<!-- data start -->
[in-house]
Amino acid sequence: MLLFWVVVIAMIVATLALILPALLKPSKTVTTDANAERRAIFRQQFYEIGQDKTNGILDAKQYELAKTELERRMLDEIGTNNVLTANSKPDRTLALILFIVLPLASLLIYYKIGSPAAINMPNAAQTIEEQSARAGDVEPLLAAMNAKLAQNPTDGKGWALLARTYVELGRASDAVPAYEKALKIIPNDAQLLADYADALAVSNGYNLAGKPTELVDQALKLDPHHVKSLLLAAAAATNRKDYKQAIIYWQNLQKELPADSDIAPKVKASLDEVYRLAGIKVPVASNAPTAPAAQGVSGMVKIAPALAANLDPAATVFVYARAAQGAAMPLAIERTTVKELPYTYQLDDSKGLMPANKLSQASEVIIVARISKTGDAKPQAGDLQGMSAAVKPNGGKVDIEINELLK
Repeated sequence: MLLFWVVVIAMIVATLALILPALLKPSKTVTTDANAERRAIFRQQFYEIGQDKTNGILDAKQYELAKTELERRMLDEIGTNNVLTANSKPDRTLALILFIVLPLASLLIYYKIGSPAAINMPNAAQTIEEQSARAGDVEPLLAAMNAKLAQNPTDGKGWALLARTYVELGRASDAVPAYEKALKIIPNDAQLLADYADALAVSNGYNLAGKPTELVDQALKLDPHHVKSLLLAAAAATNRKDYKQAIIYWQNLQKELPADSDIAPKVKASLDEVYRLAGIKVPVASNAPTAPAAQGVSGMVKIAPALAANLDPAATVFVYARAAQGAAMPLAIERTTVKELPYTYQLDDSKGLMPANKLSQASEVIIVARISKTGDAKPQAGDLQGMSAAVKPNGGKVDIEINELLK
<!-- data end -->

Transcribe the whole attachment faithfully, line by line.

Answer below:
[in-house]
Amino acid sequence: MLLFWVVVIAMIVATLALILPALLKPSKTVTTDANAERRAIFRQQFYEIGQDKTNGILDAKQYELAKTELERRMLDEIGTNNVLTANSKPDRTLALILFIVLPLASLLIYYKIGSPAAINMPNAAQTIEEQSARAGDVEPLLAAMNAKLAQNPTDGKGWALLARTYVELGRASDAVPAYEKALKIIPNDAQLLADYADALAVSNGYNLAGKPTELVDQALKLDPHHVKSLLLAAAAATNRKDYKQAIIYWQNLQKELPADSDIAPKVKASLDEVYRLAGIKVPVASNAPTAPAAQGVSGMVKIAPALAANLDPAATVFVYARAAQGAAMPLAIERTTVKELPYTYQLDDSKGLMPANKLSQASEVIIVARISKTGDAKPQAGDLQGMSAAVKPNGGKVDIEINELLK
Repeated sequence: MLLFWVVVIAMIVATLALILPALLKPSKTVTTDANAERRAIFRQQFYEIGQDKTNGILDAKQYELAKTELERRMLDEIGTNNVLTANSKPDRTLALILFIVLPLASLLIYYKIGSPAAINMPNAAQTIEEQSARAGDVEPLLAAMNAKLAQNPTDGKGWALLARTYVELGRASDAVPAYEKALKIIPNDAQLLADYADALAVSNGYNLAGKPTELVDQALKLDPHHVKSLLLAAAAATNRKDYKQAIIYWQNLQKELPADSDIAPKVKASLDEVYRLAGIKVPVASNAPTAPAAQGVSGMVKIAPALAANLDPAATVFVYARAAQGAAMPLAIERTTVKELPYTYQLDDSKGLMPANKLSQASEVIIVARISKTGDAKPQAGDLQGMSAAVKPNGGKVDIEINELLK